Flash is on life support…

Flash Is Dead - And STAY Dead
Flash is dead - and I hope it stays dead!

Ding, Dong, Mobile Flash is dead… and soon enough, the rest of the Flash technology platform will be dead, too!

As a developer, I gotta say… finally!  Now, stay dead!

I never cared for Flash at all, and I disliked it for the similar reasons to my dislike of ActiveX: it’s a hacky, insecure plugin with sub-par performance even in the best configurations, and it raised the barrier for entry for any new browser technology.

And, just to add icing on the cake, Microsoft has made noises that Silverlight, it’s alternative to Flash, may only get one more update, then it becomes a dead technology.  Two dead tech bases for the price of one – how fantastic!

However… I’ll also be quick to point out that I really don’t imagine HTML5 would have the feature set it does without the existence of Flash.  And we wouldn’t have Flash without ActiveX.

HTML started out as a pretty boring technology that enabled an exciting set of things to happen.  In the beginning it just gave is flat text, and the ability to imbed a graphic.  Animated .GIF files and (I’ll choke a bit saying this) the <BLINK> tag gave us a little bit of motion on the screen – nothing interactive, mind you, just a little bit of pizzaz (that was often abused in every possible fashion.)

When the browser wars really got rolling, Microsoft added ActiveX to it’s set of tools – something no one else could embed into their browser.  This gave highly interactive abilities to websites, as long as you were using Internet Explorer – and didn’t mind the risks that came with using IE!

JavaScript gave a more cross-platform way of doing client side “stuff”, but lacked the ability to add nice, flashy graphics (games, for instance) without a whole lot of hacky per-browser exceptions.  Java imbedded on a page could do it – but it ran like a dog, even with just in time compilation.  And even then, the idea of “write once, run anywhere” under-delivered for a very long time.

This is where Flash managed to make it’s toe-hold – eventually it had support for nearly every browser and operating system (with an important exception I’ll get into in a minute).  Simple browser based games were possible, user interactivity was fantastic, and eventually it grew into a platform that allowed just about anything a developer could image become reality on the browser page.

Well, except speed and security.  Flash was (is) a resource hog – even with hardware accelerated rendering and other optimizations.  Apple and Microsoft both have pointed out that one of the largest points of instability in their browsers came from Flash support.

The first blow to Flash was the iPhone.  Steve Jobs and company decided no Flash.  No way, no how, uh-huh.  When Android phones hit the market, they also initially had no Flash support – that came later (in fact, there’s still a ton of Android phones that don’t support flash.)

What they did support was HTML5, CSS3, and JavaScript.  The trinity of technologies that suddenly made Adobe worry.  HTML5 started supporting more than just text, images, and 3rd party embedded plugins.  Suddenly it supported native 2D canvas displays, 3D rotations (on Safari) using CSS3, WebGL, sound (OK, it’s still a little weak on sound), and throw JavaScript with some AJAX support and suddenly you’ve got nearly everything Flash supported.  Apple started the quest to kill Flash with WebKit’s heavy support of HTML5.  Then Google, with the Chrome browser that’s also built on WebKit at it’s core, committed to HTML5 on it’s mobile platforms and desktop platforms, extending it with WebGL and a few other bits of technology.  Mozilla followed suit with the Firefox browser.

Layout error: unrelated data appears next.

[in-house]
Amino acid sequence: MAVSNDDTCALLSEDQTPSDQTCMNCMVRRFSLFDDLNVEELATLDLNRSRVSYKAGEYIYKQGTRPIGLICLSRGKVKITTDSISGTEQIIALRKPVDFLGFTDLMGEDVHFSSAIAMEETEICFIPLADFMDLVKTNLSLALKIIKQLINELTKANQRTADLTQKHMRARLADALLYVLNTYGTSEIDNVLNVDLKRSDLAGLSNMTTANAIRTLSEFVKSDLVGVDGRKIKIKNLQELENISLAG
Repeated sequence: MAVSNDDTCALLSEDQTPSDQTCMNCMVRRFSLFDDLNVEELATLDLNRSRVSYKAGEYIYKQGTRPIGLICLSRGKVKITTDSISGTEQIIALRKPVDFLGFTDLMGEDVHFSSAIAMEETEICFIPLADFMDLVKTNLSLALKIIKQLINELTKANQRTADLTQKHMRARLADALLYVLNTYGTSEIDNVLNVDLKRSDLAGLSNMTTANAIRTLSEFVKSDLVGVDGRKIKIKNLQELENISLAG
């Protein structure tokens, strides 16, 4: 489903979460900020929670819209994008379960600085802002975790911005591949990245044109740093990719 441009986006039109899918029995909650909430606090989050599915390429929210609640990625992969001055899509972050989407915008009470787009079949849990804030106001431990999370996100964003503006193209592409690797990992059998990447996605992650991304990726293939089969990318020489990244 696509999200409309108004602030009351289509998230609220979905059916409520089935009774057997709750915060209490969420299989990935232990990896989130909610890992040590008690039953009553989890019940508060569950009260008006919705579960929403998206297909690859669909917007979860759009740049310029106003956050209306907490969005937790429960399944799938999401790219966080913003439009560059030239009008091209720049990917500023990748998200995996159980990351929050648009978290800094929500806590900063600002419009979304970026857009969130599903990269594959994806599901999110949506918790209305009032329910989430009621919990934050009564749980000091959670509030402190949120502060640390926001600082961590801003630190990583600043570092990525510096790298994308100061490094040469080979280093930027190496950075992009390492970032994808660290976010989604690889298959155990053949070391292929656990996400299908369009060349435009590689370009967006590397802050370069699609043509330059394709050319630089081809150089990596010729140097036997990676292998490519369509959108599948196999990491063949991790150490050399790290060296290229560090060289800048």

But the one I was really waiting to see give in to the HTML5 wave was Microsoft – and they did.  Heck, they did more than I expected – with Windows 8 on a tablet, for instance, in it’s non-desktop mode it doesn’t support 3rd party plugins.  IE, no Mobile Flash – a level of support I hadn’t expected to see!  (Regular desktop mode apps will support it.)

I like some of Adobe’s products – I use Photoshop on a regular basis (for instance, the Flash tombstone I created is done in PhotoShop), but their loss of Mobile Flash doesn’t surprise me at all, and I’m happy to see it go.  Adobe isn’t dumb – they started prepping for that over a year ago – take a look at the new versions of DreamWeaver and you’ll find good HTML5 support.  They even support using HTML5 for mobile app development – they purchased one of my favorite app development technologies, PhoneGap, and are integrating “PhoneGap Build” into it (and, in a moment of unbelievable openness, they donated the core PhoneGap technologies the the Apache Foundation to keep it as a free technology!)

Adobe isn’t dead by any means (even if they did lay of 750 people), and I expect to see them leverage HTML5 as far as it can go.

But even if their announcement only covered Mobile Flash, it means we’ve got about two more years of Flash on the desktop before it dies there too.  Plenty of time for Adobe to adapt to a new, more open cross-platform technology!

Oh, and this also means I don’t have to listen to any Android users telling me how superior their platform is because they can run Flash 😉  (Funny story – I’ve had someone tell me that once.  I asked if THEIR Android phone actually ran Flash – it didn’t, and the manufacturer wasn’t releasing any updates for it in the future.  The conversation was pretty much over at that point. 😉


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